To publish, Vetter and Hedges first wrote their paper and submitted it to the editor of the JIPM. The editor then read the paper, made sure it was readable, whether the authors followed journal instructions, and whether it was appropriate for the journal. Once it passed the editor's initial review, willing reviewers with knowledge of spiders or urban pest control were identified and the paper was sent out for review. Three (usually) reviewers read and commented on the paper, offered suggestions and told the editor whether they thought the paper was OK, whether it needed revision, or whether it was so bad it shouldn't be published. Only after it passed the reviewers' and editor's approval, was the paper approved for publication. Many, if not most, publications get rejected by reviewers at least once. If you look closely at these papers you can almost see the blood, sweat and tears... sometimes from both authors and reviewers.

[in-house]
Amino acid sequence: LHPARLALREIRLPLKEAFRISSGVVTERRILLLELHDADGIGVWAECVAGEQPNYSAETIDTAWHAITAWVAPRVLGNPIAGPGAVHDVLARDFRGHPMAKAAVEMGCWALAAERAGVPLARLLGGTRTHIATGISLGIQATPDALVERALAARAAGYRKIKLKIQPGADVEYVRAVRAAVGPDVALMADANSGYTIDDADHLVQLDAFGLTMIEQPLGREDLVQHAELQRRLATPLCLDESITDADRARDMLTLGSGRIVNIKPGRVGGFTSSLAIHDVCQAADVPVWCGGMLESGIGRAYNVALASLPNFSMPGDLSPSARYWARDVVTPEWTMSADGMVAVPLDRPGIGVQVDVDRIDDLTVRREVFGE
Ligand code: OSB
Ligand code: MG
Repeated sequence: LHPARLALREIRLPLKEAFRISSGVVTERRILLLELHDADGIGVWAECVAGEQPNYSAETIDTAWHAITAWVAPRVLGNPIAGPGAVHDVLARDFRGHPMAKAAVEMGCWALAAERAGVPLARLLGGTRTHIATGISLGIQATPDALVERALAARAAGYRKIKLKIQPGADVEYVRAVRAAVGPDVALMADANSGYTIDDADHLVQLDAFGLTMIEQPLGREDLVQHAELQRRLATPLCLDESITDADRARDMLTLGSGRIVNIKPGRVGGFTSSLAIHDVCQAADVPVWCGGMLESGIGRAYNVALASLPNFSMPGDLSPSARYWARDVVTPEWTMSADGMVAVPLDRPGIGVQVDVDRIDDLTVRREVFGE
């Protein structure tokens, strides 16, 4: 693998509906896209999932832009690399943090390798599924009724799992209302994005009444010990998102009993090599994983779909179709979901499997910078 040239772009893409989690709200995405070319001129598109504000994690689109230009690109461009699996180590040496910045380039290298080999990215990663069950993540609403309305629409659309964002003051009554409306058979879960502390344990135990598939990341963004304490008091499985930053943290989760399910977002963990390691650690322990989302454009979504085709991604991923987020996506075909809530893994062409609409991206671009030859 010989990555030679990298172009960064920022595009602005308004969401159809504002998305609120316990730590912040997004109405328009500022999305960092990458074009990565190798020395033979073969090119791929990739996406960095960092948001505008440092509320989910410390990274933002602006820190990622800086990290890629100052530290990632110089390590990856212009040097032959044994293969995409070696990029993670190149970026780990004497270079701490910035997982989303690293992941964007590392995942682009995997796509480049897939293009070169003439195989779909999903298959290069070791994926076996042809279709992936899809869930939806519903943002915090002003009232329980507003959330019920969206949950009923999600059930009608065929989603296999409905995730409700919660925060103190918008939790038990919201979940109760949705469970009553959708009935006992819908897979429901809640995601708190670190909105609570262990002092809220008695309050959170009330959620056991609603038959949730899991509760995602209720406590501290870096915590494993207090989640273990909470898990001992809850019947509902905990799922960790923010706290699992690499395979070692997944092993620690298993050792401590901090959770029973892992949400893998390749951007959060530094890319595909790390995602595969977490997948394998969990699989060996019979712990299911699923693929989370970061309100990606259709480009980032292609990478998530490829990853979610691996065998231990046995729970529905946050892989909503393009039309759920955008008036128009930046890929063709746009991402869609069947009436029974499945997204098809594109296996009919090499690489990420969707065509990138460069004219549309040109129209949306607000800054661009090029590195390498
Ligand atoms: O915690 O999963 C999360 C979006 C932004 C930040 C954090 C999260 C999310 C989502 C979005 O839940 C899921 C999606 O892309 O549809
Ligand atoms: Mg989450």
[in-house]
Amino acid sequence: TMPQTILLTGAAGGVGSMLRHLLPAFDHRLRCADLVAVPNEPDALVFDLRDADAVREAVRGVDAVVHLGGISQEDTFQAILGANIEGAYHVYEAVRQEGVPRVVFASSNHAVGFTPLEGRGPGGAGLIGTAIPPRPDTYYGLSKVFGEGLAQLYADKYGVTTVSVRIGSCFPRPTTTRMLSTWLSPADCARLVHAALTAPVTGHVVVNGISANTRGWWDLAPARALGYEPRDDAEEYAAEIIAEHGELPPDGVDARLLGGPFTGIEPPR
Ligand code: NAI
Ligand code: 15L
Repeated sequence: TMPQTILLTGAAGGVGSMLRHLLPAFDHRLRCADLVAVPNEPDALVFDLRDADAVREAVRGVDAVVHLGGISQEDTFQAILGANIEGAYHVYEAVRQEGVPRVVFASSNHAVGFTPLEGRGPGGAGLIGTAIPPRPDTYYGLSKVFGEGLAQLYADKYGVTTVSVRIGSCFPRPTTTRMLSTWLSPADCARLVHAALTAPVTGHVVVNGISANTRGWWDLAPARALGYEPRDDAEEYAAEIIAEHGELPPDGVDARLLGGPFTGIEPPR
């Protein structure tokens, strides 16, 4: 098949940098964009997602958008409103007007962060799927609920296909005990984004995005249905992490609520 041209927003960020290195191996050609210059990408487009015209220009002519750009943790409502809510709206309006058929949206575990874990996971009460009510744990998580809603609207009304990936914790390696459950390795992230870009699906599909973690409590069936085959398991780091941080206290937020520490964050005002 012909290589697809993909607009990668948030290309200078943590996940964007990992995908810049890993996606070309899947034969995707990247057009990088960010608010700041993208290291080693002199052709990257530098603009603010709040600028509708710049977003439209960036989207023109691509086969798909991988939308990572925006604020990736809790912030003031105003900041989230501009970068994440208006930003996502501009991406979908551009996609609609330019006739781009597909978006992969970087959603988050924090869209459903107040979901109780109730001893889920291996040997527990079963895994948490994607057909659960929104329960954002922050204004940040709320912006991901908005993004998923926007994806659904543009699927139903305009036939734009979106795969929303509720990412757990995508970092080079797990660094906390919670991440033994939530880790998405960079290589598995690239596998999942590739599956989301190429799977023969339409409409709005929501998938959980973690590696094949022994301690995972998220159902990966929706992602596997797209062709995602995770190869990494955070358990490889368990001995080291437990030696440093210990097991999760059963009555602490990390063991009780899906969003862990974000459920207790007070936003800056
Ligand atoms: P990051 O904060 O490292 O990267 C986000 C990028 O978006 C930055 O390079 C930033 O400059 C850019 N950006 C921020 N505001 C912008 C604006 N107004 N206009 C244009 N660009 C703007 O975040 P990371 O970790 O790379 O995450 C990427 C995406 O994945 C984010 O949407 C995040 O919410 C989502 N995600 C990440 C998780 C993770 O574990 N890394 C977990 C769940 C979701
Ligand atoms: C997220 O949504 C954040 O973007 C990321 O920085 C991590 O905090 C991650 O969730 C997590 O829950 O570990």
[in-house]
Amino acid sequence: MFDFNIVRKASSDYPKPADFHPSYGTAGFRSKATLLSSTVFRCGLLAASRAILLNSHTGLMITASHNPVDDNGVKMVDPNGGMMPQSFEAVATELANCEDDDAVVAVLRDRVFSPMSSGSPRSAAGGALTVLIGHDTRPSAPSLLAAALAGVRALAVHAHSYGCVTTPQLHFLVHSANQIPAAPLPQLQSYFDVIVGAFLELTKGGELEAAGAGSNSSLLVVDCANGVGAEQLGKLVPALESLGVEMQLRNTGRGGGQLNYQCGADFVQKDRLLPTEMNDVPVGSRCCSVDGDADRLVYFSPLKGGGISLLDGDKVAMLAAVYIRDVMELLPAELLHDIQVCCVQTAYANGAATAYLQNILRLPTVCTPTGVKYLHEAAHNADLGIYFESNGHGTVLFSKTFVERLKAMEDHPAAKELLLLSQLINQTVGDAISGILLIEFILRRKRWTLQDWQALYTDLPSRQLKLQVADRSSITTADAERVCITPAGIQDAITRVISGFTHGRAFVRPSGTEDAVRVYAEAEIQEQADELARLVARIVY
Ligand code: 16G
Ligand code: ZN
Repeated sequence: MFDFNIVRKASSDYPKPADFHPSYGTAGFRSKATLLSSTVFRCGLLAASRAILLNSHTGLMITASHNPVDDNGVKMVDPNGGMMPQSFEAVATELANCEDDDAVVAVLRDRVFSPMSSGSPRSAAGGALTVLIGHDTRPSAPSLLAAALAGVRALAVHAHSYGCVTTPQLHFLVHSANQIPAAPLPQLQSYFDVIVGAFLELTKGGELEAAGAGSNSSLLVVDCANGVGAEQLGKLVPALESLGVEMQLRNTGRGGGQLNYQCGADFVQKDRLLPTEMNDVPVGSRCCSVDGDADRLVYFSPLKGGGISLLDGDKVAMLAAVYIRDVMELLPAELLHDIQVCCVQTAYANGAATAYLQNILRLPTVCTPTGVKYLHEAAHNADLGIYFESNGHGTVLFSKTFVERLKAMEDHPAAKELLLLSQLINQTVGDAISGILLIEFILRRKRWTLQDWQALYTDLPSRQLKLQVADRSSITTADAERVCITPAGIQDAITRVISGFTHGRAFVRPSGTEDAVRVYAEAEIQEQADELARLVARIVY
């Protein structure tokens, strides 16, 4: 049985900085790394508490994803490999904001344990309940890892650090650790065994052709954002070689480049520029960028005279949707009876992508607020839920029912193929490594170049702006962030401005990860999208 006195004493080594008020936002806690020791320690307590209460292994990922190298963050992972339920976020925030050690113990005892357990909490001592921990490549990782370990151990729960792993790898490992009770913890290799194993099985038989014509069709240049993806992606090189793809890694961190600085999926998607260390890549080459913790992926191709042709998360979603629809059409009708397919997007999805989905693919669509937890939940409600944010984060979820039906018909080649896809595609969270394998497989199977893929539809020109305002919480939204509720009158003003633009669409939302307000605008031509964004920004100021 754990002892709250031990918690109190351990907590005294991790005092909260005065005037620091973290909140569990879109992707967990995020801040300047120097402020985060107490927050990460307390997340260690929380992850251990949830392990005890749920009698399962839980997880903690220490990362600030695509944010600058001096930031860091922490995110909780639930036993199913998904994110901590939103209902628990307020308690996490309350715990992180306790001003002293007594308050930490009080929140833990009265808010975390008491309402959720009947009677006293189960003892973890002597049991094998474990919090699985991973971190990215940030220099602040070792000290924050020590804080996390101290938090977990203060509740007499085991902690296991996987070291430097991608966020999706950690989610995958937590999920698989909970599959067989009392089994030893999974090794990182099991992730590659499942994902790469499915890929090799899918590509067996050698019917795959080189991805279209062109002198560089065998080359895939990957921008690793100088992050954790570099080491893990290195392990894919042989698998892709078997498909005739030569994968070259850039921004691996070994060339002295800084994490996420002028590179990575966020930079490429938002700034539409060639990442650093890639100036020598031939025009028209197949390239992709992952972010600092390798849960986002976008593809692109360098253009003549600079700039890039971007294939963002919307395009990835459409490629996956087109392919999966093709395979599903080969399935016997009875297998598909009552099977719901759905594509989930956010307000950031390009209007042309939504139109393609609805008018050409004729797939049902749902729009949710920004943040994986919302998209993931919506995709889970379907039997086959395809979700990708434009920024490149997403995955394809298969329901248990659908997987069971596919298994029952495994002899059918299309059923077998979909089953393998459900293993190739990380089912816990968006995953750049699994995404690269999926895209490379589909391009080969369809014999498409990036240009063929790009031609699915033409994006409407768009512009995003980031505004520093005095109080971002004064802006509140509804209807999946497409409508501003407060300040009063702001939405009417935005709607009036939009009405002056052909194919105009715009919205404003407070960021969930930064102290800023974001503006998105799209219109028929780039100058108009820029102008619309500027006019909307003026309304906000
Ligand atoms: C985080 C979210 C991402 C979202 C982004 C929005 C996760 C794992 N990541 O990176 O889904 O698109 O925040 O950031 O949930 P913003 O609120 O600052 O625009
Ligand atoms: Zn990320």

By the way, reviewers are volunteers. If you are a professor or scholar who has previously published you might be asked to review a paper in your published field. This in itself is considered a scholarly activity and professors are graded by their institutions, partly, on how many papers they have reviewed in a given year. Reviewing a paper is a lot of work, but science could not advance without good reviewers.
Most scientific publications have abstracts, usually at the beginning of the paper. This is one of the most useful parts of a scientific paper. The abstract should summarize the reason for, and the key findings of, the paper. Unlike a book description on the dust cover of a novel, the abstract should give away the ending. It should be short, but thorough enough to tell the reader what the paper is about, and its conclusions. In a given year I read relatively few papers from start to finish, but I read a lot of abstracts. They are great time savers.